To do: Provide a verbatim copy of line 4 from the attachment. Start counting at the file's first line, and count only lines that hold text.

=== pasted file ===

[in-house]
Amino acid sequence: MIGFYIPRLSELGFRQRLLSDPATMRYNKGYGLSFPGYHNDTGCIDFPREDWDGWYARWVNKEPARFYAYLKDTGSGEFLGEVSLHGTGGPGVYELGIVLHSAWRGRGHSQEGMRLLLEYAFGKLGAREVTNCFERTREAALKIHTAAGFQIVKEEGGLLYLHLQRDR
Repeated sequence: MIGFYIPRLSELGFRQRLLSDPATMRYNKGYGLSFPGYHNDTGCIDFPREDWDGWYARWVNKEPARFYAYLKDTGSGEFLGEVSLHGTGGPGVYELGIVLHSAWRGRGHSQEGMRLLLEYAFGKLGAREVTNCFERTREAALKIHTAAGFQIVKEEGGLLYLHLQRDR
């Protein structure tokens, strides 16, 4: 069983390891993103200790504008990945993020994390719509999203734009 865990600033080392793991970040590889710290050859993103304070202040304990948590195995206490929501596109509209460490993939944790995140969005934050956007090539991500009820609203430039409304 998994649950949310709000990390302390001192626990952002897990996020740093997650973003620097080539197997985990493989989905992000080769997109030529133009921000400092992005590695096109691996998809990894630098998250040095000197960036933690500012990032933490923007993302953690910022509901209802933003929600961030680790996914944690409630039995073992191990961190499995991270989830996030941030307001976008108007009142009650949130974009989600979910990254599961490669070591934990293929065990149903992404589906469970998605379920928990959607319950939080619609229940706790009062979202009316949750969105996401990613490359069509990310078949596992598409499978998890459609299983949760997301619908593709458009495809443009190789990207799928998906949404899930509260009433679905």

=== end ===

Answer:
């Protein structure tokens, strides 16, 4: 069983390891993103200790504008990945993020994390719509999203734009 865990600033080392793991970040590889710290050859993103304070202040304990948590195995206490929501596109509209460490993939944790995140969005934050956007090539991500009820609203430039409304 998994649950949310709000990390302390001192626990952002897990996020740093997650973003620097080539197997985990493989989905992000080769997109030529133009921000400092992005590695096109691996998809990894630098998250040095000197960036933690500012990032933490923007993302953690910022509901209802933003929600961030680790996914944690409630039995073992191990961190499995991270989830996030941030307001976008108007009142009650949130974009989600979910990254599961490669070591934990293929065990149903992404589906469970998605379920928990959607319950939080619609229940706790009062979202009316949750969105996401990613490359069509990310078949596992598409499978998890459609299983949760997301619908593709458009495809443009190789990207799928998906949404899930509260009433679905």